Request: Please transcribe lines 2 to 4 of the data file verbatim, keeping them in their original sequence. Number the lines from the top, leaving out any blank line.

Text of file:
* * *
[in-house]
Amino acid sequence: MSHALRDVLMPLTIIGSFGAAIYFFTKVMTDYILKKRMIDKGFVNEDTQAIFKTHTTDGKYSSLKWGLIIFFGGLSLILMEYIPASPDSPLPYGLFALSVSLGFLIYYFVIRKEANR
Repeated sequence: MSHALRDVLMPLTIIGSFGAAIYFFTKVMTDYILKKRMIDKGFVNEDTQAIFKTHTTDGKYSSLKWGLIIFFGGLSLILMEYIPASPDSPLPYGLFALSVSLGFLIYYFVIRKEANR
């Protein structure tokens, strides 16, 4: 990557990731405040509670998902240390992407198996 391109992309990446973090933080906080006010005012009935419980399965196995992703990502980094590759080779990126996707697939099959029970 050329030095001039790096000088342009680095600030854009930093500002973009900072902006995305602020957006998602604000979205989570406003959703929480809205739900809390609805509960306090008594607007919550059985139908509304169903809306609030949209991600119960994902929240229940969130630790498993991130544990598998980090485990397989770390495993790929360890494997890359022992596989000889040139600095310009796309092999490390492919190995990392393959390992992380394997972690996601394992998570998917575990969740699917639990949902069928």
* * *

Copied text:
Amino acid sequence: MSHALRDVLMPLTIIGSFGAAIYFFTKVMTDYILKKRMIDKGFVNEDTQAIFKTHTTDGKYSSLKWGLIIFFGGLSLILMEYIPASPDSPLPYGLFALSVSLGFLIYYFVIRKEANR
Repeated sequence: MSHALRDVLMPLTIIGSFGAAIYFFTKVMTDYILKKRMIDKGFVNEDTQAIFKTHTTDGKYSSLKWGLIIFFGGLSLILMEYIPASPDSPLPYGLFALSVSLGFLIYYFVIRKEANR
């Protein structure tokens, strides 16, 4: 990557990731405040509670998902240390992407198996 391109992309990446973090933080906080006010005012009935419980399965196995992703990502980094590759080779990126996707697939099959029970 050329030095001039790096000088342009680095600030854009930093500002973009900072902006995305602020957006998602604000979205989570406003959703929480809205739900809390609805509960306090008594607007919550059985139908509304169903809306609030949209991600119960994902929240229940969130630790498993991130544990598998980090485990397989770390495993790929360890494997890359022992596989000889040139600095310009796309092999490390492919190995990392393959390992992380394997972690996601394992998570998917575990969740699917639990949902069928």